In the historic French region of Champagne, Reims Cathedral stood majestically throughout much of the 13th century.. Today, it is the most recognizable icon of this city. In times of the French Revolution, its purely monumental character was consolidated with which it razed the nearby constructions that at one time dared to detract from its prominence.
The foundations of the cathedral fever were laid centuries before by the Romanesque, although this is more limited in the territory and much less colossal. Gothic art, as a legacy of the previous one, lays its foundations in a process of growth, economic prosperity and urban planning that began in Europe throughout the 13th century.
Linked to the cities or ‘burgs’, a new social class was glorified, the bourgeoisie. This had a power preceded by commercial enrichment thanks to the consolidation of Christianity in much of Western Europe.
The bourgeoisie undoubtedly influenced urban planning, since it facilitated the expansion of culture and knowledge, until then in the hands of the rural monastic orders. Schools and universities were built who became de factoin great centers of cultural transmission.
Gothic originated in France, specifically in Paris. From there it spread to all the ends of Europe, from Ghent to Burgos or from Cambridge to Florence.
The Gothic fullness of Reims Cathedral
Generally, historians and art specialists mark the 13th and 14th centuries as the period of maximum plenitude of Gothic architecture. The colossal cathedrals became the paradigmatic symbol of architecture and it was France that showed its most legitimate expression.
For it, New construction elements were used such as the pointed arch and the ribbed vault, which played a decisive role in offering greater height to the temples. The height, in turn, was compensated with a complex system of supporting elements such as flying buttresses and buttresses.
The third and no less important element was light.. We talk about the light and color provided by the large stained glass that were applied in rose windows and windows distributed on the four sides of the cathedral.
If we briefly review the technical sheet of the Reims cathedral, we see that stands on a Latin cross plan in which the transept barely protrudes a few meters from the longitudinal arm, following the model of other cathedrals such as Amiens or Paris.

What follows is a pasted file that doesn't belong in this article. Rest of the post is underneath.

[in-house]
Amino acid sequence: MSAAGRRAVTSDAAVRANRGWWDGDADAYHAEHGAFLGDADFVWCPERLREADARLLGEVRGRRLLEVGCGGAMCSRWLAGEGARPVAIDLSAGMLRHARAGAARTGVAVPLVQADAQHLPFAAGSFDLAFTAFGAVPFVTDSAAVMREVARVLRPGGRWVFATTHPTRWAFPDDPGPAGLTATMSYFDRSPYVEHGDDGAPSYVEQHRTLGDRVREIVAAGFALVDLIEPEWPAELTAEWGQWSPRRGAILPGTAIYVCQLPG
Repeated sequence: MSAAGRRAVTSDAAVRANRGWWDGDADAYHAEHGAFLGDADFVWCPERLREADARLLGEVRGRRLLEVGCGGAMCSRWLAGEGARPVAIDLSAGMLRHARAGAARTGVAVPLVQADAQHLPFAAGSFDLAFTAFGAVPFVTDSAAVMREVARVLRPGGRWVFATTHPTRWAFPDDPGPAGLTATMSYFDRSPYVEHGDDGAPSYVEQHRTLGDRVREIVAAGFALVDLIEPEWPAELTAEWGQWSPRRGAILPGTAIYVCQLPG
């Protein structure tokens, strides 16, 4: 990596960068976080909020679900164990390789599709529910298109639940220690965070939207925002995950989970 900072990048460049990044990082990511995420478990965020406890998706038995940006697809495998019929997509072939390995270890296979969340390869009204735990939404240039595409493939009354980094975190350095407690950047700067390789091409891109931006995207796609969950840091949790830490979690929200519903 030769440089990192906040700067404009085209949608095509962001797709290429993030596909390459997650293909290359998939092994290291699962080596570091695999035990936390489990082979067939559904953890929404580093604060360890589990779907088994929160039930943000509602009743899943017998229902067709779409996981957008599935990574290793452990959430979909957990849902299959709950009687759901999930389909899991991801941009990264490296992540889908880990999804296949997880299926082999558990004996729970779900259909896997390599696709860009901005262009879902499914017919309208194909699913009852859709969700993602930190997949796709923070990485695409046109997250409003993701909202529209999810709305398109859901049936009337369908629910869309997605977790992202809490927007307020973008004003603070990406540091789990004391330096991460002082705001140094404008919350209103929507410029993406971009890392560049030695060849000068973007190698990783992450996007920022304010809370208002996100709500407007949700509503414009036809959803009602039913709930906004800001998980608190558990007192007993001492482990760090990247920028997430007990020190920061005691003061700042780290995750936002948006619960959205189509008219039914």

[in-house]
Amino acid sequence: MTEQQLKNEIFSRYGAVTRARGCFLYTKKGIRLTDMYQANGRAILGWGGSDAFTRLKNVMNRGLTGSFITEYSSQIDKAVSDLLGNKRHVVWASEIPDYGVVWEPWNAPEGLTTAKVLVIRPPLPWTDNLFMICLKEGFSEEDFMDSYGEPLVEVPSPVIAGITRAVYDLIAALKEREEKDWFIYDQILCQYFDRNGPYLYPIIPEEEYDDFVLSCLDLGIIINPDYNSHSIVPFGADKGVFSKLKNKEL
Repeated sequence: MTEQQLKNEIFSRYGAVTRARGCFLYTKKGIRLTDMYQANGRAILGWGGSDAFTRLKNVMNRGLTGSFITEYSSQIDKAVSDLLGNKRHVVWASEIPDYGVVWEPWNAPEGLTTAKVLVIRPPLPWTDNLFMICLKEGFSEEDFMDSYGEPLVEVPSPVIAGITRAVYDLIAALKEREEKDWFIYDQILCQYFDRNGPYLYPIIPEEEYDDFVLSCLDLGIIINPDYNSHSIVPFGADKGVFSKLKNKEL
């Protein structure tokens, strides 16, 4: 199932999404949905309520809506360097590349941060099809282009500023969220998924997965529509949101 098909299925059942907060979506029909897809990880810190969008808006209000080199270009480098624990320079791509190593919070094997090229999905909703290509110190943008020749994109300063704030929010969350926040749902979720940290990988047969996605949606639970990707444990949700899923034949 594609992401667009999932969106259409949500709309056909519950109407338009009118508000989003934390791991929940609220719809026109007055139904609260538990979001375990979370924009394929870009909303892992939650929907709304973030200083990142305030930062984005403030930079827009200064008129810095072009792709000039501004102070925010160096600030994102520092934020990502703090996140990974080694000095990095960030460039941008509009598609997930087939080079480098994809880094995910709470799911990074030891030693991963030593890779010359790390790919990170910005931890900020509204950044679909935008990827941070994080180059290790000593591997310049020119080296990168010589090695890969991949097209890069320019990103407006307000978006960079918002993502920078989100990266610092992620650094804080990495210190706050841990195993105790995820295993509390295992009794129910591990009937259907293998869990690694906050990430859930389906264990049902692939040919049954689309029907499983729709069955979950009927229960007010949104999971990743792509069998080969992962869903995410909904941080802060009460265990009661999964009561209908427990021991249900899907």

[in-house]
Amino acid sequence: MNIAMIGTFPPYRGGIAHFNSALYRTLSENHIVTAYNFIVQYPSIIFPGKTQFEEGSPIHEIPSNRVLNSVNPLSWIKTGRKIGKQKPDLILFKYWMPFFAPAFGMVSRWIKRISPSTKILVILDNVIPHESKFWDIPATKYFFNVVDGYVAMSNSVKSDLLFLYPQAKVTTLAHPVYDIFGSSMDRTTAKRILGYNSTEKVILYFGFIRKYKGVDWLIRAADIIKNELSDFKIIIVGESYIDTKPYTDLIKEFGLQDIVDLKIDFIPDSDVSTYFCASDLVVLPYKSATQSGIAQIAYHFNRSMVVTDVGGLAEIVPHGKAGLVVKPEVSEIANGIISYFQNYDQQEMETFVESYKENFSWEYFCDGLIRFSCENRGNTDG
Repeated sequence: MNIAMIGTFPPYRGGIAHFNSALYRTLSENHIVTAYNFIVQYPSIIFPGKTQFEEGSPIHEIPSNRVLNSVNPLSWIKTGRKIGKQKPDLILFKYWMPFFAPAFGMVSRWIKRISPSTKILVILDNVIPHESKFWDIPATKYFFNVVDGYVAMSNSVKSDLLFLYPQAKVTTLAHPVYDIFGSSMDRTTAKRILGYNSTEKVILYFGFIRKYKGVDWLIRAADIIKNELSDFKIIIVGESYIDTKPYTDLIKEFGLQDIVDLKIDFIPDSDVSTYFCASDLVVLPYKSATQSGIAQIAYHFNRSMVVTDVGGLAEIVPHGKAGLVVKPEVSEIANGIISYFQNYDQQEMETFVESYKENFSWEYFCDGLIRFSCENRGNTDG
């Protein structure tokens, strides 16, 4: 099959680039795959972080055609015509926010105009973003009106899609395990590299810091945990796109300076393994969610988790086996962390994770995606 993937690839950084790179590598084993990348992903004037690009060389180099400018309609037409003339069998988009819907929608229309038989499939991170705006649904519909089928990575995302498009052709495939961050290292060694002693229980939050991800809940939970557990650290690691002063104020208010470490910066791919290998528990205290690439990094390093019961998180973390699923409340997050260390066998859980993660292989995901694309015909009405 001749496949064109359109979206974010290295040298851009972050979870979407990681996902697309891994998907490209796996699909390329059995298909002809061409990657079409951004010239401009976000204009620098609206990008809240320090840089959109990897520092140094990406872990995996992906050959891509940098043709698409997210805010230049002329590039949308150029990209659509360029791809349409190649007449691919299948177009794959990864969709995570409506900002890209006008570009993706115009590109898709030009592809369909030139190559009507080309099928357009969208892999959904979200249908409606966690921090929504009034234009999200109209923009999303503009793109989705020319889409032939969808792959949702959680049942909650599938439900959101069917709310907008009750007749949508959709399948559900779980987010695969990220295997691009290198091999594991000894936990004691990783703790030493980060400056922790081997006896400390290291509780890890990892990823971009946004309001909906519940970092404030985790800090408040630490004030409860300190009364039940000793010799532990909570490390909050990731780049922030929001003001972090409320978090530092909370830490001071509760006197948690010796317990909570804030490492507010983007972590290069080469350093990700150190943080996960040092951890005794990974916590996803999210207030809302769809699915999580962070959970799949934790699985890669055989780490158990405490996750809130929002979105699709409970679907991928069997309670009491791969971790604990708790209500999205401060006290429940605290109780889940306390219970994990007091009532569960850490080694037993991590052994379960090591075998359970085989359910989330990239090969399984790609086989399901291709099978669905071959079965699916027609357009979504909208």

The temple has three naves covered with simple ogival vaults., measures about 138 meters long and 30 wide. Its towers, 86 meters high, can be seen from afar. The verticality that characterizes the structure of this temple is reinforced by its slender pillars and by the incorporation of pinnacles and gables, as well as by the presence of other bays and openings that are distributed throughout the façade.
Precisely, the facade has three large porticoes whose archivolts are ornamented with statues. The central one, dedicated to Santa María, like the cathedral, is crowned by a rose window that appears within a pointed arch and gives the façade an extremely genuine appearance. Above the rose window stands the ‘gallery of the kings’ and, above it, two imposing towers decorated with tracery.
The facades of the transept are also decorated with sculptures. The north one incorporates statues of the bishops of Reims, a representation of the Last Judgment and a figure of Jesus. Instead, the southern side has a magnificent rose window with the prophets and the apostles.
Functionality and meaning of Reims Cathedral
Reims Cathedral has played a very significant role throughout history. Here the French kings were crowned during the Old Regime. Perhaps that is its most realistic facet, but if we test the moral side, we will realize that its sculptural ensemble constitutes an authentic ‘Bible in stone’ for its visitors.
the annunciation either The Visitation are some of the various groups that interact in harmony with the architectural base of this majestic temple. However, the temple has gone through all kinds of calamities, fires, bombings and reconstructions that throughout its history have not been able to undermine its beauty.
Its function, content and meaning contributed to the fact that in 1991 UNESCO declared this temple as a World Heritage Site. And if its external appearance is fabulous, its interior is no less and is also worth discovering.